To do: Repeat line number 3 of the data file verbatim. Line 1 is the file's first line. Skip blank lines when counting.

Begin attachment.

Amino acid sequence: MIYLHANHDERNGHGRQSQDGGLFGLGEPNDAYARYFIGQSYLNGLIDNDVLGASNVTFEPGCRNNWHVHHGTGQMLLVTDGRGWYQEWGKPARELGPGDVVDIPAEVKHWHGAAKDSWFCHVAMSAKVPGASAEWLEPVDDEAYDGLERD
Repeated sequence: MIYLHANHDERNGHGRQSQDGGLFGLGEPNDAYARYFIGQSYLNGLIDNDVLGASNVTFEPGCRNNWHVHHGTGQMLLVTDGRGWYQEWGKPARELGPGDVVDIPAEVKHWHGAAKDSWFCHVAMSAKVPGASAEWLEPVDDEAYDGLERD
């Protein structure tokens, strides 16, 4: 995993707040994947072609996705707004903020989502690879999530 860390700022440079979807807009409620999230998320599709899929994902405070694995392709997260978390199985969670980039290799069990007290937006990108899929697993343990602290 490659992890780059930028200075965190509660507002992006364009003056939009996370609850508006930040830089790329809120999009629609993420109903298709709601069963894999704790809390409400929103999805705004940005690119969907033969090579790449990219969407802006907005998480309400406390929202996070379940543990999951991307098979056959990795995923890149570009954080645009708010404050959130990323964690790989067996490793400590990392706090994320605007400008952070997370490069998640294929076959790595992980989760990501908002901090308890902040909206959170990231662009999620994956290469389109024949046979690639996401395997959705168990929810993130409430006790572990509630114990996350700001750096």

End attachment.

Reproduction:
């Protein structure tokens, strides 16, 4: 995993707040994947072609996705707004903020989502690879999530 860390700022440079979807807009409620999230998320599709899929994902405070694995392709997260978390199985969670980039290799069990007290937006990108899929697993343990602290 490659992890780059930028200075965190509660507002992006364009003056939009996370609850508006930040830089790329809120999009629609993420109903298709709601069963894999704790809390409400929103999805705004940005690119969907033969090579790449990219969407802006907005998480309400406390929202996070379940543990999951991307098979056959990795995923890149570009954080645009708010404050959130990323964690790989067996490793400590990392706090994320605007400008952070997370490069998640294929076959790595992980989760990501908002901090308890902040909206959170990231662009999620994956290469389109024949046979690639996401395997959705168990929810993130409430006790572990509630114990996350700001750096």